FIG. 6 is a view like FIG. 2 (smaller scale) with a compensating weight embedded in the grip unit.

Referring now to the drawings and particularly to FIG. 4, it will be noted that the substantially spheroidal recessed base unit, the ball proper, is denoted by the numeral 8, that the readily applicable and removable or replaceable grip unit is denoted generally at 10, that the manually insertable and adjustable spherical or ball-like weighted insert is denoted at 12.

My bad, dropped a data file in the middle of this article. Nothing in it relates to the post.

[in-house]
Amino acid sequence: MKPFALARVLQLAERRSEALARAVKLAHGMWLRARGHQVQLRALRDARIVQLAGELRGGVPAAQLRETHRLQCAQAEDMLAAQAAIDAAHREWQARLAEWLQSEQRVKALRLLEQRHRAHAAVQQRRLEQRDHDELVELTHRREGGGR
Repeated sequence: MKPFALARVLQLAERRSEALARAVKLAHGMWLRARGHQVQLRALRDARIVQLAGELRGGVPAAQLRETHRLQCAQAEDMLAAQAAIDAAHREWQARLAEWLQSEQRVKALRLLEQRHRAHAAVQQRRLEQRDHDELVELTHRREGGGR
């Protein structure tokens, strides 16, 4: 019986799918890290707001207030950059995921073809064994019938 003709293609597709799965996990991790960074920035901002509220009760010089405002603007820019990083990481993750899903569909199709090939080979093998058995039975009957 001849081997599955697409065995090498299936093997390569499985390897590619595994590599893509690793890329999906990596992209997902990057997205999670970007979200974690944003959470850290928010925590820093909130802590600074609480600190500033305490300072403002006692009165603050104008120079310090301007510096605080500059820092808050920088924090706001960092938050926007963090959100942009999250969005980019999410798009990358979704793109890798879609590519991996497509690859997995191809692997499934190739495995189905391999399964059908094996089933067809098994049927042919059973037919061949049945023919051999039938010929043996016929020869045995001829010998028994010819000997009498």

The base unit 8 is of solid construction and the hemispherical bottom portion 13 has the usual convex exterior surface and the companion or complemental part-spherical top portion denoted generally at 14. The top side of the bottom portion is provided (FIG. 2) at its axial center with an upwardly opening semispherical socket 16, the bottom of which is uninterruptedly smooth. That portion of the part projecting above the open top of the socket 16 is recessed to provide a cavity characterized by a cylindrical recess portion 18 encircling and spaced from the socket and communicating with an outwardly and upwardly flaring conical portion 20 defining an abutment and provided midway between its inner and outer marginal limits with an endless annular groove 22 providing a keyway. The upstanding or vertical wall of the cylindrical part is provided with a female thread 24. The readily applicable, removable and manually adjustable spherical weighted insert 12 has its lower semispherical half-portion seated in the socket 16. The upper half portion projects into and above the concentrically encircling recess 18, it being noted that this insert (to be described later in detail) is solid and in practice weighs from a fraction of a pound to approximately seven or eight pounds as the case may be. This weighted insert is centered and clampingly held in place by the aforementioned cavity closing and covering member, more specifically, the replaceable grip unit 10. The grip unit is also of solid construction and is preferably of one-piece spherical-conic segmental form and has a conventional outer peripheral convex surface 26 oriented and mated with the outer peripheral surface 13 of the base unit 8. It is a custom made component part and is provided with suitably bored and positioned finger-holes 28 (FIG. 1). The bottom side of this attachable and detachable grip unit 10 is designed and conformingly fitted into and wholly fills the cavity or recess with prescribed surfaces in direct abutting engagement with the cooperatively coordinating surfaces of the cavity or recess. This grip unit embodies a depending cylindrical axial plug portion 30 which is plugged fittingly into the cylindrical pocket or recess 18 and is provided on its circumferential surface with an embossed rib 32 providing a male thread screwed into the female thread 24 to provide the desired screwthreaded connection between the parts or units 8 and 10. The bottom side of the grip unit is also provided with a conical surface 34 mated with the corresponding surface 20 and bound thereagainst in the manner illustrated in FIG. 2. This surface 34 is also provided midway between its inner and outer marginal portion with a depending endless rib 36 providing a key which is seatingly keyed in the aforementioned keyway 22 so as to stabilize the jointed connection between the base and grip units. The axial underneath side of the plug portion 30 is provided with a semispherical socket 38 which is aligned and cooperatively oriented with the first-named socket 16, these sockets conjointly providing an over-all spherical pocket encompassing and retaining the aforementioned ball weight or insert 12 in place in the manner shown.